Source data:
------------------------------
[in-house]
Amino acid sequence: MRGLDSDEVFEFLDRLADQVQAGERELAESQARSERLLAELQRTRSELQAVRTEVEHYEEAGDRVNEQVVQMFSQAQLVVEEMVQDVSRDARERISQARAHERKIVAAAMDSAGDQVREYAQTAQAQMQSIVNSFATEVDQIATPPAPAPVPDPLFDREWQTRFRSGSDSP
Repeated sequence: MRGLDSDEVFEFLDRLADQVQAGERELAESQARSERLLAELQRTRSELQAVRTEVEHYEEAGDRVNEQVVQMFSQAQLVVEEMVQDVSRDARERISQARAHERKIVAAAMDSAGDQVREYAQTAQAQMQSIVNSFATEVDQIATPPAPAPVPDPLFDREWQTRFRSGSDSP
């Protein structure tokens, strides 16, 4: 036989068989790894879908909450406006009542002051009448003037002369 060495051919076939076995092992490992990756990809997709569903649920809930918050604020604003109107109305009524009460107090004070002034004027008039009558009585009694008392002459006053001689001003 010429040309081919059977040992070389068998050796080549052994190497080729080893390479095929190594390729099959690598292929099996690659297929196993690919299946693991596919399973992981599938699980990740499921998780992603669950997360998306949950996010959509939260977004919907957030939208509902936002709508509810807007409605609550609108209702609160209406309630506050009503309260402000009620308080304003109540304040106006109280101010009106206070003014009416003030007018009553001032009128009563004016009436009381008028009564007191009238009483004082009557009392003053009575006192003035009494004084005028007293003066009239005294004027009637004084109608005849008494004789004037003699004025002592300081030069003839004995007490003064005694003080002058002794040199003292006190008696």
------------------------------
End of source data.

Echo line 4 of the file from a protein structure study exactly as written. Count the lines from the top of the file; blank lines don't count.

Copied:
């Protein structure tokens, strides 16, 4: 036989068989790894879908909450406006009542002051009448003037002369 060495051919076939076995092992490992990756990809997709569903649920809930918050604020604003109107109305009524009460107090004070002034004027008039009558009585009694008392002459006053001689001003 010429040309081919059977040992070389068998050796080549052994190497080729080893390479095929190594390729099959690598292929099996690659297929196993690919299946693991596919399973992981599938699980990740499921998780992603669950997360998306949950996010959509939260977004919907957030939208509902936002709508509810807007409605609550609108209702609160209406309630506050009503309260402000009620308080304003109540304040106006109280101010009106206070003014009416003030007018009553001032009128009563004016009436009381008028009564007191009238009483004082009557009392003053009575006192003035009494004084005028007293003066009239005294004027009637004084109608005849008494004789004037003699004025002592300081030069003839004995007490003064005694003080002058002794040199003292006190008696």